The clean fix (for Debian based systems, only using official repos)
The node documentation states :
A Node.js package is also available in the official repo for Debian Sid (unstable), Jessie (testing) and Wheezy (wheezy-backports) as “nodejs”. It only installs a nodejs binary.
The nodejs-legacy package installs a node symlink that is needed by many modules to build and run correctly. The Node.js modules available in the distribution official repositories do not need it.
Good news! You can install a
package that’ll create that symlink for you, and with that you don’t have to rely on external repos.
A simple :
should do the trick.
I’d like my
package to be automatically installed when I install
, but it’s not that bad. At least you can sort your issue in a civilized fashion, not manually creating symlinks where you should not if you don’t want to end up with a unnecessarily cluttered system.
Is it a big deal?
We can safely assume that maintainers choose how they package the apps they’re responsible for using their best judgement (especially to avoid breaking anything in the package itself or elsewhere). So, in itself, it’s not that big of a deal as there are workarounds available.
The only concern for me is that it arguably makes Debian based distributions look like oddities for NodeJS devs, even though these distributions are very nice and sturdy (not to mention hugely widespread), which is a bigger deal imho.
The situation as it exists today is a bit strange, and I’d rather have Debian packages use the same binary name as everyone else (i.e:
), as RPM based systems seem to be doing just fine packaging a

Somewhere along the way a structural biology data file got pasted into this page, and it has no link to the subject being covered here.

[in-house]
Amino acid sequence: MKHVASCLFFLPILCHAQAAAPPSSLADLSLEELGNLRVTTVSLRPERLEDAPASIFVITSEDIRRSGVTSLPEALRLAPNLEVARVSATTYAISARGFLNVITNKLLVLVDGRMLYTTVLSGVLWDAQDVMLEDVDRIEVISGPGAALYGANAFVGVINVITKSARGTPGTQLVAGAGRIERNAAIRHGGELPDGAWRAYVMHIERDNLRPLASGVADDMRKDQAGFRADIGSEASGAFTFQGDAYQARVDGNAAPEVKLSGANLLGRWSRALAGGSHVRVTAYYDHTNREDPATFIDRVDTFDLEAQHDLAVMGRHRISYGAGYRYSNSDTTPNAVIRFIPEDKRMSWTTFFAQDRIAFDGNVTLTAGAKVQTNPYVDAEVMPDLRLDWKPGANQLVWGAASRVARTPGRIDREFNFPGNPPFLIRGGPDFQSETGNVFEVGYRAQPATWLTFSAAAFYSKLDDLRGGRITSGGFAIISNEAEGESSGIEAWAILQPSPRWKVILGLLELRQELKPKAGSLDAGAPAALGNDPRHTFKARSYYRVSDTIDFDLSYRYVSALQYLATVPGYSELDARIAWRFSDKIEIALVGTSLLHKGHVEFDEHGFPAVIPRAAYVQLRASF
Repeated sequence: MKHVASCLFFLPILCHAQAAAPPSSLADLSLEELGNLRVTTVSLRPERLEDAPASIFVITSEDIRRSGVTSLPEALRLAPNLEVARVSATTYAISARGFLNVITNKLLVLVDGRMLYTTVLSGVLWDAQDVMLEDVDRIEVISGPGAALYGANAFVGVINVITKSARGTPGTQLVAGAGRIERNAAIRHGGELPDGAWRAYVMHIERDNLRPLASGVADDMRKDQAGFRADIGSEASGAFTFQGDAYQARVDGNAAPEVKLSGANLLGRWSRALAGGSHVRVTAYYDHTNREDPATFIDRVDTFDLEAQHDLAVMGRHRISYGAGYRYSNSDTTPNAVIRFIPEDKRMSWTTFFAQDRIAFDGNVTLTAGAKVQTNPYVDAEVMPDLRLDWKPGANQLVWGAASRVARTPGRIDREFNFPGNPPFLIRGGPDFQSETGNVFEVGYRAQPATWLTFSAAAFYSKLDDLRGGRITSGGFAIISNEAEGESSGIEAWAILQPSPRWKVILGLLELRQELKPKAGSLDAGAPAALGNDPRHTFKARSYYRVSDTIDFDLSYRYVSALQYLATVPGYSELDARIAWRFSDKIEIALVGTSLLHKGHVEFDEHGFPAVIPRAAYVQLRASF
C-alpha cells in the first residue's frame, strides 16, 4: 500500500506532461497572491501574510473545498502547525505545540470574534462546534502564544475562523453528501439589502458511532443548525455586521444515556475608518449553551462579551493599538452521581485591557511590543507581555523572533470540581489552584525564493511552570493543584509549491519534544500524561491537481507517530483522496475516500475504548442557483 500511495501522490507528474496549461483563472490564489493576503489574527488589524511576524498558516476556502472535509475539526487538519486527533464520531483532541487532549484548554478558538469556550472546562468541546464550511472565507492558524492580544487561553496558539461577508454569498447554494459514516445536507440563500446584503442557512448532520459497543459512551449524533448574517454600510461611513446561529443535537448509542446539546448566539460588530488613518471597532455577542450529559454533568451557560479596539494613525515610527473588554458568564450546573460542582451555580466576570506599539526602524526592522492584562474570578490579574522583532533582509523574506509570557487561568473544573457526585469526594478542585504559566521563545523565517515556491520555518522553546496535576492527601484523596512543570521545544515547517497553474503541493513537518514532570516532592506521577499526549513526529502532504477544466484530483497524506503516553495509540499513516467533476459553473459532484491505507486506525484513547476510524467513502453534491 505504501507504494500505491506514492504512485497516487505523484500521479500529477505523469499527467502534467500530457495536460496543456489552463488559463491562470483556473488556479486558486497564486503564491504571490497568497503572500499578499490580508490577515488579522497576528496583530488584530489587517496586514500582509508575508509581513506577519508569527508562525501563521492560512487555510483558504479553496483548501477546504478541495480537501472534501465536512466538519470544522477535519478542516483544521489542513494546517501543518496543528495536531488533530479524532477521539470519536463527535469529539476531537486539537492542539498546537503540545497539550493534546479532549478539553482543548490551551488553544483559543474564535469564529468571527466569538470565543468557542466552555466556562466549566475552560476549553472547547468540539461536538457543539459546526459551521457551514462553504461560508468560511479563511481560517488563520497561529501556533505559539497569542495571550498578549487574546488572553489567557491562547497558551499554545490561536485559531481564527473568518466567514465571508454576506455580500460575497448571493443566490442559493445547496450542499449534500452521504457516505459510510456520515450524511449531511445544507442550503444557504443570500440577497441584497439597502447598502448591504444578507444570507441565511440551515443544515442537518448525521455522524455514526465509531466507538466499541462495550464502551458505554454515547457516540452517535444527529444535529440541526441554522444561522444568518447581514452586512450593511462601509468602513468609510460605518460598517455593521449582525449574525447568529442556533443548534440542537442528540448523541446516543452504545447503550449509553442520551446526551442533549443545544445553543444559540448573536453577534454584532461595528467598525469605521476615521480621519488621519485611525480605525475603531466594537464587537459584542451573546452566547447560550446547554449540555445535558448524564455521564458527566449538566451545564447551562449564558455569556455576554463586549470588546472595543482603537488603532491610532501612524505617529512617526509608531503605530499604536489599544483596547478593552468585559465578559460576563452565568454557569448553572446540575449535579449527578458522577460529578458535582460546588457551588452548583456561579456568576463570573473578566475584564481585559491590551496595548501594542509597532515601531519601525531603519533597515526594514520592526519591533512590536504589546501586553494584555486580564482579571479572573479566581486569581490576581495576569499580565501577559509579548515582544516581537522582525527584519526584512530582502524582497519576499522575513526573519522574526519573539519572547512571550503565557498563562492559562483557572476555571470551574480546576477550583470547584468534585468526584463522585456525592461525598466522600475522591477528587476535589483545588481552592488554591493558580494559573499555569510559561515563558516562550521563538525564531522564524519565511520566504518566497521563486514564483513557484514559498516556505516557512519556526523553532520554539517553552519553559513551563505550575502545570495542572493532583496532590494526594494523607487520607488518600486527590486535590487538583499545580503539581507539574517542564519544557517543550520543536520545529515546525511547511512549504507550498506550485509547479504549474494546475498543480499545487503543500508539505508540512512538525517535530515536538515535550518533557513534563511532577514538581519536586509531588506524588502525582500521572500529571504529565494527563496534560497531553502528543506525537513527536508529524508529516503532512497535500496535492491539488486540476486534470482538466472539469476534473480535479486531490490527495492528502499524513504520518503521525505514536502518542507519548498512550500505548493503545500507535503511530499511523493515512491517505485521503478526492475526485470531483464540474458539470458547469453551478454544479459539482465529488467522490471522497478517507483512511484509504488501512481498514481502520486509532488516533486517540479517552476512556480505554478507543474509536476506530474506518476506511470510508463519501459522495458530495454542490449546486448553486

The root cause / In the end : Who’s wrong ? ;)
Just to be sure, I’ve compiled NodeJS from source to see what binary is produced (
) and, well, a freshly compiled version outputs an
directory with a
binary in it (which comes as little surprise after reading the NodeJS documentation about installing from various package managers, but better safe than sorry).
Let’s ask aptitude what it thinks of all that :
At that point, we can safely assume that Debian packagers named the NodeJS binary
to not break the actual “ax25-node” package
that was probably there long before someone even thought that server-side JS could be a thing, and would be called NodeJS, which is a fairly reasonable explanation =)
So what about RedHat, Fedora, SUSE and all those other RPM users? Did I just go past the issue on my Fedora by not using the default package at all? Or have they devised a workaround?
RedHat’s Bugzilla suggests that they encountered the issue themselves.
What seems to get out of the thread is that “as long as the 2 binaries are unlikely to be installed on the same machine, it is somewhat okay if they conflict”, at least during the process of finding an adequate solution (and, indeed, standard nodejs .rpms now contain
The thread even links to the exact decision from Debian tech committee on the conflict, which always handy, as they faced the issue at pretty much the same time ;)